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Old 06-12-06, 01:04 PM   #1
Flak
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Cheap bike to learn on

I'm considering buying either an old mtn bike from the early 90's with cheap components, or going out and picking up a $70 huffy from walmart so i can pull it apart and learn how to work on bikes without damaging my good bikes, or putting them out of commission.

Are they all basically the same? Lessons learned on a huffy will transfer to a specialized?
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Old 06-12-06, 01:12 PM   #2
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Well, it's probably not a "bad" idea if you have the cash to spare, but the problem is that most cheap bikes have really crappy low-end components as compared to even low-end "good" bikes that you'd get from a LBS. And I am not just talking about the quality of the manufacturing; things like the bottom bracket/crankset, brakes, shifters, etc. are of a totally different design. Experience on the walmart special is not necessarily going to translate to newer/better technology. Some stuff will but there is "part-specific" knowledge that just can't be gained any other way than working with it.

If the money's the same, I'd go with the "older but decent" bike as compared to a "new but walmart", and see if you can score relatively newer parts to play with (e.g. on e-bay or whatever).
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Old 06-12-06, 01:21 PM   #3
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Police auctions.
I was at one on Sat.
4 bikes - 4 bucks.
For $20 you could have had more than enough to get started.
You could also cruise the neighborhood on trash day and grab a few bikes off the lawn.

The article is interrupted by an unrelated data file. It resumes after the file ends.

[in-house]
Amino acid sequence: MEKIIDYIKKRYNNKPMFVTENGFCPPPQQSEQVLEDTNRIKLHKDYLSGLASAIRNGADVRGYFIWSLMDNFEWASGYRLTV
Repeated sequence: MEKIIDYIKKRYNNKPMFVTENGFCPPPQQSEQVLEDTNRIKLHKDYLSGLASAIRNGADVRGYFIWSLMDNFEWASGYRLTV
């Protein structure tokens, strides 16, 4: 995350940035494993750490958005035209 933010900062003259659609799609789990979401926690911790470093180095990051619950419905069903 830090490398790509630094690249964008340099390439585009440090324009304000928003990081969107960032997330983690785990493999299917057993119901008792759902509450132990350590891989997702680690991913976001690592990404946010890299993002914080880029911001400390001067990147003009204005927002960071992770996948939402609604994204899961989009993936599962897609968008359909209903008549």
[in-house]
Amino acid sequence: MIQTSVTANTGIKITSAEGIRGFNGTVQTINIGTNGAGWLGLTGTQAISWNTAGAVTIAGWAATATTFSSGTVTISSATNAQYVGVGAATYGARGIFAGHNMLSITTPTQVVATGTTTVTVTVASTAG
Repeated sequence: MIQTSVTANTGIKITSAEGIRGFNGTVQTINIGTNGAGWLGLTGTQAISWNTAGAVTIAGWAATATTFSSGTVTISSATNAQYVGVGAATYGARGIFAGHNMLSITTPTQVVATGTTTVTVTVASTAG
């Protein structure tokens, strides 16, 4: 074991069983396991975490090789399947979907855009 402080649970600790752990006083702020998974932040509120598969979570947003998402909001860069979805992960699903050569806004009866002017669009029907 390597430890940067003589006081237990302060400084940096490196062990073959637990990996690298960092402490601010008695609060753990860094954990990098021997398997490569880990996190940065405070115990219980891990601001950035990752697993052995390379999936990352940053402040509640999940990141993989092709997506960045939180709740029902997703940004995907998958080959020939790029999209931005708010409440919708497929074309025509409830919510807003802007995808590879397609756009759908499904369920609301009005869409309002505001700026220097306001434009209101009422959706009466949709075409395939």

Enjoy
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Old 06-12-06, 01:35 PM   #4
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garage sales..... and i would start with a nice bike, the cheap bikes are just fustrating to work on, when plasic and crap parts break.

just find like an old hard rock or something.
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Old 06-12-06, 03:30 PM   #5
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Ok, thanks for the tip.

Old but once apon a time decent it is.
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Old 06-12-06, 03:49 PM   #6
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I get cheap bikes from ebay and work on them.
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Old 06-13-06, 06:39 AM   #7
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Grab a couple old bikes from your local Goodwill or Salvation Army store.
Better still, if you have access to your local dump you'll find an unlimited supply of free bikes to take home and learn on. Or look around your neighborhood on trash pickup day.
Save your money for things like new tires, tubes and cables.
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Old 06-13-06, 08:45 AM   #8
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I have been getting cheap bikes quite a bit lately. Neighbors are starting to ask if I am starting a bike shop.

I pick up my bikes from yard sales, thrift shops, and dumpsters. The most I have paid so far is 10 bucks for a bike.

My latest project has been a 10 dollar bike. Chro-moly frame, Shimano Altus gear and decent wheels. I have replaced the rear derailer (got a lot of 9 derailers off Ebay for 15 dollars delivered), new cables (20 bucks) and had to replace 2 spokes on the rear wheel (one buck). Repacked the bearings, lubed the gears and chain as well. Hardest part has been truing the wheels. They both had some wobble in them and it took some time to get them reasonably straight.

The handle bar was bent a little, so I replaced it with one off a dumpster bike. Think I will replace the seat with one off a junk bike as well.

Been a great learning experience and I have a decent bike for commuting as a bonus.

So, for under 40 bucks I have a nice bike that would have cost me well over 250 new. Sure beats the old huffy I was commuting with.

We are also going to have a yard sale this weekend and I should be able to sell some of the other bikes I have picked up to make a little money off the whole deal.
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